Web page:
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wow! I soooo would have loved to have been there!!! And your home movies sound so fuunn!!!!

Pondering Pig

I loved your review, Michelle. And your sweet heart and sensitivity. I'd also like to know the story of the family in Westchester. If you were Raymond Chandler you could start a great LA detective novel right there at the garage sale where the lady bought the films. A long time ago a friend of mine found a young girl's 1920s scrapbook thrown in a dumpster. We looked at it one night and that same sad and eerie feeling lodged away in my mind. She's been there forty years and now I am writing a story about her. So I'll know what happened.



I swear if I had more time, I would match lost photos and movies with families. As a matter of fact, one night while perusing e-bay I found a great family album from the early 20th century with a first and last name written on the album. You could clearly see the name in the photos. So, within minutes, I was able to Google the name, find the relatives on a geneaology messg. board and left them a message about this album. They wrote me back saying they won the E-bay bid within minutes of the auction ending.

I was so happy. The album was really a great piece of their family history.

About your 1920s scrapbook - You're writing a story about the girl in the photo album? I'll have to go to your site and see if you have anything posted.

Pondering Pig

I'm putting that in The Big Book of Good Deeds right now. St. Peter will have to know about that one. Once, when I was a young hippie, I found an old 1890s photo album in an Oakland junk store. I bought it for a dollar or something. Featured rich people in white disposing themselves gracefully on the lawn, a la BBC miniseries. After looking at it more closely I realized it these were pictures of the de Young family, the dynasty that founded the San Francisco Chronicle. I was able to contact the dowager of the family, I forget how, and she invited my paramour Linda Lovely and myself to the Hillsborough Country Club for drinks. I was thrilled! It was indeed their album. They had apparently lost it in the craziness after the Earthquake and Fire of 1906. She gave me a thank you note with a check for $50 or something in it, which also thrilled us. Such a mercenary attitude!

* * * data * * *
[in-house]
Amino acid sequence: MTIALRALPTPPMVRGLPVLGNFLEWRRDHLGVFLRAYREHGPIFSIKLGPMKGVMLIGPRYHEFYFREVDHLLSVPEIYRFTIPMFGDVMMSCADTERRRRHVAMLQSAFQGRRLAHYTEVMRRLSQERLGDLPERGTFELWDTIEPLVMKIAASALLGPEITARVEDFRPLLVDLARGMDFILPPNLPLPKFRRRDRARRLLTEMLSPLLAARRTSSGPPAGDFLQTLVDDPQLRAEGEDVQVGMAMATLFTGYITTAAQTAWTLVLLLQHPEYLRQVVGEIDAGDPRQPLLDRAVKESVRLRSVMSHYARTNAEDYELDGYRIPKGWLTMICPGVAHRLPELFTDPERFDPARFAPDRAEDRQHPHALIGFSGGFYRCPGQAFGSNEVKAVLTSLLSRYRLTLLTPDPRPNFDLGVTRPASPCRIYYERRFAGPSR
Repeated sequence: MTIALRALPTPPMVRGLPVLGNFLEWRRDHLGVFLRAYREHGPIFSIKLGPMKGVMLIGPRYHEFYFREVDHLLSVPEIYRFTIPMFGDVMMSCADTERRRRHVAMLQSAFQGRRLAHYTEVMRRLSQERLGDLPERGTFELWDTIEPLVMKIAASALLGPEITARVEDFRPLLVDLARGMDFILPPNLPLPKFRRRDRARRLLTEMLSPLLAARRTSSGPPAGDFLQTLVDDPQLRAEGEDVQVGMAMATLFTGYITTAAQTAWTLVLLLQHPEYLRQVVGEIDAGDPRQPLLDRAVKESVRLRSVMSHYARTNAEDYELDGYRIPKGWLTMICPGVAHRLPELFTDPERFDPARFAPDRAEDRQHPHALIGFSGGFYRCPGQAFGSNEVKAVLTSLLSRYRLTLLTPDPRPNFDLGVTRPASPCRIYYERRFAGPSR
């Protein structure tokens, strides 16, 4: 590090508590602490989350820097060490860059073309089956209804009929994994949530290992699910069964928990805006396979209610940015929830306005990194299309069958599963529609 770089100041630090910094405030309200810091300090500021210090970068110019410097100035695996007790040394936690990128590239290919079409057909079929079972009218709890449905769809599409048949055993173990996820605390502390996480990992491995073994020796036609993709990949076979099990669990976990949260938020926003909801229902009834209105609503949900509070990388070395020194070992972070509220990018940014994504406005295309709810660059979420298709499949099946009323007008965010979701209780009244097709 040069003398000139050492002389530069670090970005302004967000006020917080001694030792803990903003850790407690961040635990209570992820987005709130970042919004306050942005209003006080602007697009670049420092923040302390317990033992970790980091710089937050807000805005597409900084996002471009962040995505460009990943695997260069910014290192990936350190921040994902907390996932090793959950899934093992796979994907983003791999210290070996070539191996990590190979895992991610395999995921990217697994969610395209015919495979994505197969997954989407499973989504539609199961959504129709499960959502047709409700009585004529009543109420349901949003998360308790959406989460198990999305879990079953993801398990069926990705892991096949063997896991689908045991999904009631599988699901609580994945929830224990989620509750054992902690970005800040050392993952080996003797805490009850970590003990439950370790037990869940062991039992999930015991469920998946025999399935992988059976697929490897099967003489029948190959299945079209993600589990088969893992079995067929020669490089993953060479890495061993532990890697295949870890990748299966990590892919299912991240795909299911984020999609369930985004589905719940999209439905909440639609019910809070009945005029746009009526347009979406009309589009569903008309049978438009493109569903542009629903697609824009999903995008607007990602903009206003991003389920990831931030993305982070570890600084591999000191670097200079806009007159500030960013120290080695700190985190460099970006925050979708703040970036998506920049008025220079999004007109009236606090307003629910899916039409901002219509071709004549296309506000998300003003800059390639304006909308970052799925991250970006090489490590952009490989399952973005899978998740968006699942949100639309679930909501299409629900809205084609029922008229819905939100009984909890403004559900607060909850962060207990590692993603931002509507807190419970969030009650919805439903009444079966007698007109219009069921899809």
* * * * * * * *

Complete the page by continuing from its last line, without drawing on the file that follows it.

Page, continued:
Wow!! I love that story. Ever since I was a kid, I've found such importance in family photos. I've been fortunate my family has always taken lots of them. And, even at a young age, I started taking photos and filling albums. Whenever I look at those images, I am reminded of moments that would've easily been forgotten. And with them I can rememember stories that I pass down to my daughter.

So for the De Young family to have you find a piece of their family's history, I find to be a wonderful thing. With those photos within the family they can recount stories and memories passed to them from previous generations that may have been forgotten.

And your story explains how photos can be separated from a family - i.e., the 1906 earthquake. Great story. Thanks for sharing that!

Pondering Pig

The SF Chronicle ran a nice little story about how they celebrated International Home Movie Day in San Francisco. You can find it here: http://www.sfgate.com/cgi-bin/article.cgi?f=/c/a/2007/08/06/DDKDRB2LO1.DTL


Oh, cooooool!!! I'll check it out. Thanks, Pig.



What a cool thing to do! I would love to see your home movies (I still think you should write a book about the your childhood...)

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